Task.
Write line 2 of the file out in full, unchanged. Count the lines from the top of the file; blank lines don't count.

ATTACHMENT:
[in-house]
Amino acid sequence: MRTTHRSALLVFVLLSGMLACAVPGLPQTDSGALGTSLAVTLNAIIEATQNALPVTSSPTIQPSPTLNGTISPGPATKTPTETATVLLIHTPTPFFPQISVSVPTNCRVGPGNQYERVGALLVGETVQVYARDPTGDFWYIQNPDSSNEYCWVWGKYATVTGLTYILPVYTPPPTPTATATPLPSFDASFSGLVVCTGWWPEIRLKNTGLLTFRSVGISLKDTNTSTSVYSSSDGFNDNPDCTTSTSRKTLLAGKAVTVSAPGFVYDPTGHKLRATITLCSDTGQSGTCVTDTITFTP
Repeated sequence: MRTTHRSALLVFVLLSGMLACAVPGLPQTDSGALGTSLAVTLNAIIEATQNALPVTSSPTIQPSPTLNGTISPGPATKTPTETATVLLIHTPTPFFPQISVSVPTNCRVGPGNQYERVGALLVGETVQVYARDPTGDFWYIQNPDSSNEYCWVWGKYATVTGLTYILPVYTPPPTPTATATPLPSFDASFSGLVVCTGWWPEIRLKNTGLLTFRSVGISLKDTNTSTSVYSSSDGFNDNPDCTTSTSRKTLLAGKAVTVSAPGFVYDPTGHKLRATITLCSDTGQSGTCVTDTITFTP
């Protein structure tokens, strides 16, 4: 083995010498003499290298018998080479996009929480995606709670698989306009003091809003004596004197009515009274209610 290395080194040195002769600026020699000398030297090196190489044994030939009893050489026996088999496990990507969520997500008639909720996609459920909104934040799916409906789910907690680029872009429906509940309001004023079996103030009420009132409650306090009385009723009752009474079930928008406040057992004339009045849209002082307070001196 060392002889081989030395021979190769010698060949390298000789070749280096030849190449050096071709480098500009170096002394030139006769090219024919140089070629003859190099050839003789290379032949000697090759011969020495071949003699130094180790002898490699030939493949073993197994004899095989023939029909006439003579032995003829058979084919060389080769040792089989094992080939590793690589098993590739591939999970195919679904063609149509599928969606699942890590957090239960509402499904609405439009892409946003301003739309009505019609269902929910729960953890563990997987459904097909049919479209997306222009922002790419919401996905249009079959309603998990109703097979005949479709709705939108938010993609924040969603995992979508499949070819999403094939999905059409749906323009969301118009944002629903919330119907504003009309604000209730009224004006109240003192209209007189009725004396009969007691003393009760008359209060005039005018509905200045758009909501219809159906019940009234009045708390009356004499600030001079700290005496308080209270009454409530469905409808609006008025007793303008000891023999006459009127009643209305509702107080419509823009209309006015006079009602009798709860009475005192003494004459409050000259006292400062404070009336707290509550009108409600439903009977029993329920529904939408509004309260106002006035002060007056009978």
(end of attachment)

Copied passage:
Amino acid sequence: MRTTHRSALLVFVLLSGMLACAVPGLPQTDSGALGTSLAVTLNAIIEATQNALPVTSSPTIQPSPTLNGTISPGPATKTPTETATVLLIHTPTPFFPQISVSVPTNCRVGPGNQYERVGALLVGETVQVYARDPTGDFWYIQNPDSSNEYCWVWGKYATVTGLTYILPVYTPPPTPTATATPLPSFDASFSGLVVCTGWWPEIRLKNTGLLTFRSVGISLKDTNTSTSVYSSSDGFNDNPDCTTSTSRKTLLAGKAVTVSAPGFVYDPTGHKLRATITLCSDTGQSGTCVTDTITFTP